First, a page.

During the intervening intervals, however, the switch, not the inductor, absorbs most of the voltage on the capacitor that was developed by the common mode current drawn by the drive. The integral of the common mode voltage developed across the inductor is thus much smaller, and the physical size of the common mode inductor can be very significantly reduced.

The purpose of the parallel resistor R in FIG. 5A across each of the switches is to prevent significant voltage spikes when the switch is turned off, and to allow the voltage across the capacitor Y-cap to substantially track the input line voltage during the off periods of the switch.

FIG. 5B shows one implementation of each switch S comprising two MOSFETS Q1 and Q2 coupled in series with the synchronous on-off control coupled between terminals A and B. Terminals C and D are coupled in series with the Y-cap between the inductor L and ground.

FIGS. 13A and 13B show alternative arrangements in which one switch S is provided for all input lines. FIG. 13A shows a single phase arrangement and FIG. 13B shows an arrangement for a three phase network. In each case, a single switch S is provided to switch the common mode current.

The calculated waveforms in FIG. 6 illustrate the operation of the proposed scheme.

FIG. 6(a) shows the pulses of common mode current drawn by the drive. FIG. 6(b) shows the voltage across the inductor for the conventional passive filter without the added switch. FIG. 6(c) shows the voltage across the inductor in the circuit with the added switch. Note the change of scale between FIGS. 6(b) and 6(c). The voltage across the inductor is considerably smaller in FIG. 6(c). FIG. 6(d) shows the voltages across the inductor, with and without the switch, on the same scale.

It is evident, with the switch added to the circuit, that the voltage-time integral impressed across the inductor is much smaller than without the added switch. In this example, the calculated voltage-time integral with the switch is only 0.5% of the value without the switch, indicating a possible theoretical 200:1 reduction in size of the common mode inductor.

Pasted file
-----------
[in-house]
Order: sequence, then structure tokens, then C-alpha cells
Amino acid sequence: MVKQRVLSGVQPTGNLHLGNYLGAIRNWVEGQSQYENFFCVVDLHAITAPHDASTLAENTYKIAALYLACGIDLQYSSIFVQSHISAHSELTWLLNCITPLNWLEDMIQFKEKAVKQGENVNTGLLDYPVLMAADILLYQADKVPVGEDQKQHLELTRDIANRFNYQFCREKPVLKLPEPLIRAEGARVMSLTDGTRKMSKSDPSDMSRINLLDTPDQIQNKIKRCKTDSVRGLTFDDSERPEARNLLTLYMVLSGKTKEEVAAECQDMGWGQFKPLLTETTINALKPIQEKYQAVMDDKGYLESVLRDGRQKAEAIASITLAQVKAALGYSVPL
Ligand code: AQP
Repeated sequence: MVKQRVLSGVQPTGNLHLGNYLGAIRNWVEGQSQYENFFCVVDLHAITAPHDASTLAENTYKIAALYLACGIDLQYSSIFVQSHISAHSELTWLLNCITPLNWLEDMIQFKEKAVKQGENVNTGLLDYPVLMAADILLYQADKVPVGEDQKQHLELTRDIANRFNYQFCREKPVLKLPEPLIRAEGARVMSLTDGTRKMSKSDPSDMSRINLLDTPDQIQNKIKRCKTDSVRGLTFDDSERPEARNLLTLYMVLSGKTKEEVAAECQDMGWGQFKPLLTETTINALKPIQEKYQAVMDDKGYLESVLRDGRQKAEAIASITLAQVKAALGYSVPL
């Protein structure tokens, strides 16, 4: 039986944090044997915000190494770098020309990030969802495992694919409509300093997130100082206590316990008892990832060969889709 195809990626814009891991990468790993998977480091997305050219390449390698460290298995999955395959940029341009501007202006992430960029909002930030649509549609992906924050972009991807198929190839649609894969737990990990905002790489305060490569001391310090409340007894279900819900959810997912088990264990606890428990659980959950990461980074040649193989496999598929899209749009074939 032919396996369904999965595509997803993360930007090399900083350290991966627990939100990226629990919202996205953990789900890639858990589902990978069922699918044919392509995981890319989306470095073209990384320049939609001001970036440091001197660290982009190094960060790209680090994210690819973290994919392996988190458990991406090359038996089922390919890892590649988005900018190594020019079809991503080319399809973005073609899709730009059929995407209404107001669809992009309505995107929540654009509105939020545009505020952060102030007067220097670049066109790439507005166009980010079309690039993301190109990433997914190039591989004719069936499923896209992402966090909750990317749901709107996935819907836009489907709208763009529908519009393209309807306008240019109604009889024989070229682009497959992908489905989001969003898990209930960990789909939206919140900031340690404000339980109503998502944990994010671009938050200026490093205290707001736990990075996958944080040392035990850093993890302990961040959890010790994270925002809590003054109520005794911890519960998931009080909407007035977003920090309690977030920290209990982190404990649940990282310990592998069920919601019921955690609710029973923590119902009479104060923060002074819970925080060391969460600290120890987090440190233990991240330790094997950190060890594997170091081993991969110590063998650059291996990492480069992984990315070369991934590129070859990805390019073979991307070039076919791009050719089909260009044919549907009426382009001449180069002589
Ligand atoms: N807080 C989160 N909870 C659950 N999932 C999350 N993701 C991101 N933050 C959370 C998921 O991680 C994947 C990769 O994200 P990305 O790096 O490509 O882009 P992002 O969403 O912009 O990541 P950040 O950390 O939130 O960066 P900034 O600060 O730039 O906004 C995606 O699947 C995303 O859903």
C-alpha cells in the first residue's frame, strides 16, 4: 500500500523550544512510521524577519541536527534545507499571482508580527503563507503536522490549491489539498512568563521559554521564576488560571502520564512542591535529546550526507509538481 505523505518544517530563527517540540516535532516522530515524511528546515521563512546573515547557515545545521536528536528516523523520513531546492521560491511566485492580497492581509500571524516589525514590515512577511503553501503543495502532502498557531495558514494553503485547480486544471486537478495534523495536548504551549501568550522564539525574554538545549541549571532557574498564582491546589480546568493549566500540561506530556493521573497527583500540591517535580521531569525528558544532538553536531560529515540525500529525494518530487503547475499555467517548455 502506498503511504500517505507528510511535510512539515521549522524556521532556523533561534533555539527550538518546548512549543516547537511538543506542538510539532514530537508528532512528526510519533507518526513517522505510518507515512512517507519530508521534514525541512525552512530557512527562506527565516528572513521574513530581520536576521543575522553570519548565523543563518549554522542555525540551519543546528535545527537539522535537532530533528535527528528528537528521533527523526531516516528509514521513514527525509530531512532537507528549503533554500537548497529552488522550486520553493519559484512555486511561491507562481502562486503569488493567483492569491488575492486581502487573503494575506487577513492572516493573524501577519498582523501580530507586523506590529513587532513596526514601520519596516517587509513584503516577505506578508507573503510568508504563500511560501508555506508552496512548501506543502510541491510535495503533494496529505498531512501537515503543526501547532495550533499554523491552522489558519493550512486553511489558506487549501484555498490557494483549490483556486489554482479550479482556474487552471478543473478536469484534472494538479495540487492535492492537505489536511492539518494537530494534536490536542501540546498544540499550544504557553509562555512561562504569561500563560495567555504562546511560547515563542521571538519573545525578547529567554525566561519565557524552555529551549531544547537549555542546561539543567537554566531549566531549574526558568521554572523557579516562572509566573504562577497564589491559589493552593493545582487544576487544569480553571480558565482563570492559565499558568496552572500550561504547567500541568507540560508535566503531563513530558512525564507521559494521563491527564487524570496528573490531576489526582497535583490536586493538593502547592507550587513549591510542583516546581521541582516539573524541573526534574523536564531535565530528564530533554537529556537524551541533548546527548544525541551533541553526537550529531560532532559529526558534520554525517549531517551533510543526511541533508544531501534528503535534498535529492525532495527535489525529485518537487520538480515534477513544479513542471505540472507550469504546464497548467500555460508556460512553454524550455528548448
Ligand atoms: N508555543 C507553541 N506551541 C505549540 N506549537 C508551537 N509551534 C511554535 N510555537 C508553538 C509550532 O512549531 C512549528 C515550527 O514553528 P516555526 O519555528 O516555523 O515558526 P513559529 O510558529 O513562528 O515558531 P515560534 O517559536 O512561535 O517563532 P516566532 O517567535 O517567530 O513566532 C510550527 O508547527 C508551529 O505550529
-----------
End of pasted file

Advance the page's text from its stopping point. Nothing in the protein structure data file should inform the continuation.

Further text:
For the example in FIG. 6, the resonant frequency of the filter is approximately equal to the PWM frequency. The component values are as follows: L=10.5 mH; Cy=0.1 uF; with ICOMPK=5A and tp=0.5 us. Actually, these component values would be impractical for the conventional passive filter by itself. Thus the above calculated 99.5% size reduction of the common mode inductor is optimistic, because it is based on a basic passive filter with an unacceptably large common mode inductor. However, the addition of the switch to this impractical passive design yields a completely practical design, in which the constraint that the resonant frequency of the filter must not coincide with the PWM frequency no longer applies.

Design examples, for passive components with resonant frequencies significantly above, and below, the PWM frequency, are illustrated by the calculated waveforms in FIGS. 7 and 8 respectively. In each of these examples (as for FIG. 6), the inductance values are calculated to provide the required attenuation of the common mode current above 150 kHz, for the stipulated waveform of unfiltered common mode current drawn by the drive. In FIG. 7, Cy=0.1 uf, L=4.2 mH, R=4.1 kΩ and Icompk=2A, tp=0.5 us and Q=20, PWMfreq=5 kHz. In FIG. 8, Cy=0.1 uF, L=42 mH, 42 mH, R=13 kΩ and Icompk=20A, tp=0.5 us and Q=20, PWMfreq=5 kHz.